the thing about a lotta debt is even if the stock price crashes. the valuation can still be expensive cuz the debt will remain the same. avoid at all costs imo

Yep, currently up about 20% from entry price on Friday. Now comes the hard part, hold or sell. Would be the easiest money I made in awhile.

damn 30 day holding periods lol

Day trading is not my thing and I’m usually a long term investor, but with this risky of a name that I’m shaky on anyway it is tempting to sell and take the 15% (didn’t sell today). OTOH, it’s not a huge investment and I should prob watch and wait until I get more info or I think of some other insight. Small float so this thing moves like lightening. Have to risk adjust appropriately.

Funny thing about zeros, it doesn’t matter where you buy.

I’m in for the long run. This thing will be at 30 in no time

^You able to trade your PA, even if you wanted to? That capability is new to me and thinking about how to handle that option. That said been watching this for a bit and I don’t think it’s going away. Wonder who was selling on the earnings release.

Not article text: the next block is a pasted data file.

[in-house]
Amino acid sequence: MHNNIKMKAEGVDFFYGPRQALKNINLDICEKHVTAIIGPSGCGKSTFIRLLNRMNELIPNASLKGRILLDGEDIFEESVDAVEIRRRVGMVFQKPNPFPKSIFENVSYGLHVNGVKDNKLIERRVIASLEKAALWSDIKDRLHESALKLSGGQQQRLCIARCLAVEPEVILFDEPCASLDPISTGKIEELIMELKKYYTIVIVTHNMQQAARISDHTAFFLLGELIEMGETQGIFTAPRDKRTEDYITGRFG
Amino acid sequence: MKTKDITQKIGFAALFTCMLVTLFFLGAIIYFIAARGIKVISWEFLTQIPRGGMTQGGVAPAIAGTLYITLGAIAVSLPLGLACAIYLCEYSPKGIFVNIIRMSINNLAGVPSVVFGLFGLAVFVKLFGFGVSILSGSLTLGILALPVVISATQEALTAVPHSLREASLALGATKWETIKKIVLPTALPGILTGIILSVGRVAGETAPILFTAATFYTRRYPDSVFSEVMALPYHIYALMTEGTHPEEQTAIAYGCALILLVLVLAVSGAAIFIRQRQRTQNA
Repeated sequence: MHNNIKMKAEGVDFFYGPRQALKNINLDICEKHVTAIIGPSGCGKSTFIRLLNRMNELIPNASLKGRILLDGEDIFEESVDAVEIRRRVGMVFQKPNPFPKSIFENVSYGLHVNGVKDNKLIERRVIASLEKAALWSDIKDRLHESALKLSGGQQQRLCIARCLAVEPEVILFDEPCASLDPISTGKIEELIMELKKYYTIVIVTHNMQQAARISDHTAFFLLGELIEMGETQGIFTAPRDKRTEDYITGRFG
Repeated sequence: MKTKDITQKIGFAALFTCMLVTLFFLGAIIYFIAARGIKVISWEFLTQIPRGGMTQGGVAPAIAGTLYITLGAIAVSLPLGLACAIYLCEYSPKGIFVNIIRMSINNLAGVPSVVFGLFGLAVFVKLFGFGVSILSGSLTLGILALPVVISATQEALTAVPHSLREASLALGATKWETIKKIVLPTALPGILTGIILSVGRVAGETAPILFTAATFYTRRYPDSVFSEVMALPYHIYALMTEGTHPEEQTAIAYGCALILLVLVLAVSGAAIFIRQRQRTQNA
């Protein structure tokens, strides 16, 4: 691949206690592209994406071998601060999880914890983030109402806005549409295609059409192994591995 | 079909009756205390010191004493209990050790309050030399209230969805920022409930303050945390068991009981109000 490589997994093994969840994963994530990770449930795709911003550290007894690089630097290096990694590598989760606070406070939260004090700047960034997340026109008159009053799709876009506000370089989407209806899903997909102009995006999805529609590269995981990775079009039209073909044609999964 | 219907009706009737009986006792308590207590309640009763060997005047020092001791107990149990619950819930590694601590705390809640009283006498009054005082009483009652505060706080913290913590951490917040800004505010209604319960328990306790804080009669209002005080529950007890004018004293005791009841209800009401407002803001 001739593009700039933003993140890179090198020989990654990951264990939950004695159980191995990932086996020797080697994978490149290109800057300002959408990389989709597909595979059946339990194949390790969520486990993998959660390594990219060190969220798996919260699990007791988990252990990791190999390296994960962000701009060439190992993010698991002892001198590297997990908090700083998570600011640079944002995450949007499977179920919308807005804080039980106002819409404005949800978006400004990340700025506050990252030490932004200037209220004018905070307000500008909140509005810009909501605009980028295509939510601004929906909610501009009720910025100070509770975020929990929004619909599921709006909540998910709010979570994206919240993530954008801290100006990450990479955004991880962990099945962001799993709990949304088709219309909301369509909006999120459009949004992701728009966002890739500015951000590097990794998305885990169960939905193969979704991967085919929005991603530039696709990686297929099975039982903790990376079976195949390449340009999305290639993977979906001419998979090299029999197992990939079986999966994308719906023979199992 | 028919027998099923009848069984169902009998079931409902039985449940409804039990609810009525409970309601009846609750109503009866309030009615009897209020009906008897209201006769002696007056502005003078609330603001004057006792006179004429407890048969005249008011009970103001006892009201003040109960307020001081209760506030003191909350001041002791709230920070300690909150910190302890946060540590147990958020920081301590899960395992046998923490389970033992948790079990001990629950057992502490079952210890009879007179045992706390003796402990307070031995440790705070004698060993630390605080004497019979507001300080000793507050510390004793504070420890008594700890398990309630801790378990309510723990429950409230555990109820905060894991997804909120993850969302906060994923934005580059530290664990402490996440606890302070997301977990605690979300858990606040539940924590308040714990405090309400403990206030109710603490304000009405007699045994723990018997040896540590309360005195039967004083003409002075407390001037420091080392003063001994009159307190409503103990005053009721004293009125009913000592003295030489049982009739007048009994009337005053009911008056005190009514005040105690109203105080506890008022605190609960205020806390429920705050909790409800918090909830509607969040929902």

I don’t know the ins and outs of Revlon. I just know it will be volatile. Their ‘24s are trading at 78 right now. The debt is in distressed land so the equity is going to go on wild rides. Equity can trade like an option for distressed borrowers. You really have to do your work on the credit here. Their balance sheet is really leveraged aggressively after the Elizabeth Arden deal. Their liquidity looks to be OK, though. If they can operationally execute on stuff it will work out. The debt markets are quite pessimistic on retail and discretionary consumer products right now, however, and rightfully so.